London cargo: A tale of two docks
Any visit to London should include a trip along the River Thames to admire one of the most recognisable skylines in the world. Even jaded commuters spare a moment to glance at the ever-changing city around them. But look beyond the landmarks and skyscrapers, and you’ll discover a different history of London – how a city shaped by commerce became a trading capital and the biggest shipping port in the world. It’s a story of great adventure and enterprise with a supporting cast of smugglers, pirates and thieves. And once you know what you’re looking for, you’ll get a whole new perspective on our capital.
A ten thousand year trip down the river
Queenhithe - the oldest remaining inlet dock was created in Roman times.
In ancient times there was no London. Merchants selling goods grown on the fertile grounds of East Anglia traded with the rest of Europe through the south coast ports closest to France. Back then the Thames was a wide shallow river with marshland on either side, but it did provide our early traders with a shortcut to the coast through a gravel ford which ran near to where Tower Bridge is now. Eventually, settlements sprung up around the nearby deep water pools where the traders would congregate. These settlements grew during the Roman Period, and taxes on imports and exports began. Roads began to radiate outwards and the burgeoning city grew in size and status as a trade and distribution centre. Over the next few centuries, merchant traders quickly expanded into Russia and Turkey, then to India and finally to the Far East, capitalising on the demand for valuable luxuries like pepper, spices and sugar. London’s reputation as a global trading post grew, as did its reputation for smuggling, thievery and skulduggery by an army of thieves, known among other things, as river pirates, night plunderers and scuffle hunters.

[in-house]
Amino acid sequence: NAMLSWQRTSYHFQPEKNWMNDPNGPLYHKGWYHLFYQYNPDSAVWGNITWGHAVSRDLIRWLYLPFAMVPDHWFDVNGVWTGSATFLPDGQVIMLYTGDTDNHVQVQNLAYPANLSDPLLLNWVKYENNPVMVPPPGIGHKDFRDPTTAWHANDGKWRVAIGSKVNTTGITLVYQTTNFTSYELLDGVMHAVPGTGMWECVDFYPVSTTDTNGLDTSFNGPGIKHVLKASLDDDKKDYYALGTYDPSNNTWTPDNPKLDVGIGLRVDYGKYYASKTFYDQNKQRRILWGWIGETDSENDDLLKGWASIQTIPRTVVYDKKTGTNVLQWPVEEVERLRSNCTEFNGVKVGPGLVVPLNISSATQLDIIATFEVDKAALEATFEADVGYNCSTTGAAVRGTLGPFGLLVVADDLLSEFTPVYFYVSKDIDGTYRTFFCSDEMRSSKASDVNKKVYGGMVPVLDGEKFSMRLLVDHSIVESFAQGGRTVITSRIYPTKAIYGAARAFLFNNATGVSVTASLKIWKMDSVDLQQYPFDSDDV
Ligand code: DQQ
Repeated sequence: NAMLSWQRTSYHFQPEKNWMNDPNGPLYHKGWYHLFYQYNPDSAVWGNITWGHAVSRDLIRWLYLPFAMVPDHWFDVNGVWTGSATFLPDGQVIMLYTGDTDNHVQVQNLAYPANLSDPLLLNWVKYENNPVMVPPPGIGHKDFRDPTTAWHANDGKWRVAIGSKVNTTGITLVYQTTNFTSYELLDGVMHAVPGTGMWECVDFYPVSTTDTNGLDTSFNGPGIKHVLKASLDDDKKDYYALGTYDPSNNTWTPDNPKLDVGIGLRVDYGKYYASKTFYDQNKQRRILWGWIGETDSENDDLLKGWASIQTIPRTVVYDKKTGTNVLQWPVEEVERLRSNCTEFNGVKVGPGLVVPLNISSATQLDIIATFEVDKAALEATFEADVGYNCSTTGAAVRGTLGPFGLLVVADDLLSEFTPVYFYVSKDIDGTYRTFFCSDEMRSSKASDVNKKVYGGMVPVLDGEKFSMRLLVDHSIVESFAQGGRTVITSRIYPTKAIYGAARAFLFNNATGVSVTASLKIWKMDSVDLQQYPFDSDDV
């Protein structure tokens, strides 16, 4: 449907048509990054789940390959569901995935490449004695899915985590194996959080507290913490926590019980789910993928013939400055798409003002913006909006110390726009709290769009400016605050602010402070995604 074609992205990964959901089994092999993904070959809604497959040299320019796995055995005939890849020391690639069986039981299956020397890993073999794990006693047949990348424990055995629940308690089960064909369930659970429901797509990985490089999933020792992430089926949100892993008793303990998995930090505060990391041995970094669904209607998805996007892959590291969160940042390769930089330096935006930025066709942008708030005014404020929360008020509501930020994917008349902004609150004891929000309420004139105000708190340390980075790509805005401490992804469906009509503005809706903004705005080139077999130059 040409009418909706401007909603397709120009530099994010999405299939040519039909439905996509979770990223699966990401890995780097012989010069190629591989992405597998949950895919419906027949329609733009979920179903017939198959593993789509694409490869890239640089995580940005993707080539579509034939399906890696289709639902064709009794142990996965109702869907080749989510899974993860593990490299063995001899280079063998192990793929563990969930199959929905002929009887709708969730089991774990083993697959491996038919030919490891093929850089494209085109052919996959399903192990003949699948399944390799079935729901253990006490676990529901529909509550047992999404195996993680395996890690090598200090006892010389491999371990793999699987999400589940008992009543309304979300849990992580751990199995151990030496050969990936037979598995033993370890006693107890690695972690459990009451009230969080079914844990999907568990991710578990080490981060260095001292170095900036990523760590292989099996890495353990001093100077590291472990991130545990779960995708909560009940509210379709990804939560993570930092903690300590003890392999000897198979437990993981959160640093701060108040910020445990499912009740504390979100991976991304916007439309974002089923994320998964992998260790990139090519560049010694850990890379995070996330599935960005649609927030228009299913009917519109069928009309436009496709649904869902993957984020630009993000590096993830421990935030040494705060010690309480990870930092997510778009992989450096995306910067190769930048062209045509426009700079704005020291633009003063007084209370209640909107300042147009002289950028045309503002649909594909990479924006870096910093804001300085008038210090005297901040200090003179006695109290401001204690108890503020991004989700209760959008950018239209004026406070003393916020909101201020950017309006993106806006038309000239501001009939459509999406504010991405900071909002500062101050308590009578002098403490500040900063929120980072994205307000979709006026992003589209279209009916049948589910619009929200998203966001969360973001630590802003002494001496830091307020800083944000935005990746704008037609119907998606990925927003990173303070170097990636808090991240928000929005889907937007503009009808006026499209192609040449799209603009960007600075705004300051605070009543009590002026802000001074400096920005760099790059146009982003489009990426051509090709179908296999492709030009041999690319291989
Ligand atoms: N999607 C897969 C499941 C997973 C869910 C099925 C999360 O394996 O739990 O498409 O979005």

As the ships became bigger, they were forced to moor further downstream. At one point there were 3,500 vessels simply shipping goods from the boats to the wharves. But in the 1800s this all changed with the building of the great wet docks, where the water was maintained at a level at which the ships were able to stay afloat. These docks survived wars and some legendary industrial disputes and can still be seen in several places, most notably around London City Airport and Canary Wharf. Eventually, as the ships grew bigger still and the container revolution swept the world, the docks were no longer fit for purpose and a move down river was inevitable. Today, the giant ships load and unload at the super-efficient Tilbury Docks; Canary Wharf has become the centre of the UK financial industry, and the river settled down to become the gentler place it is today.
From La Hetherewe to LHR: the world’s third busiest airport
On the opposite side of town, there’s an altogether different type of shipping operation taking place – and while this one is not on any tourist map, we think it’s just as interesting. We’re talking about the Heathrow Airport cargo sheds. Here, global commerce connects the world, and it’s where we play our part in the continuing story of London as a centre of shipping and trade. It all started with the once sleepy hamlet of La Hetherewe (later the village of Heathrow), which came to play an equally important role in the world of business and trade. But it wasn’t until around 1930 that Heathrow began to establish itself as a rival to Croydon Airport, the south London terminal which was then the main hub for the city. Following a period of RAF use during World War II, the Harmondsworth Aerodrome, as Heathrow was then known, officially opened as London Airport in 1946, with tents and prefab buildings as the passenger terminals and cargo sheds at the northeast edge of the airport. This archive footage of Heathrow in the 1940s shows how it used to look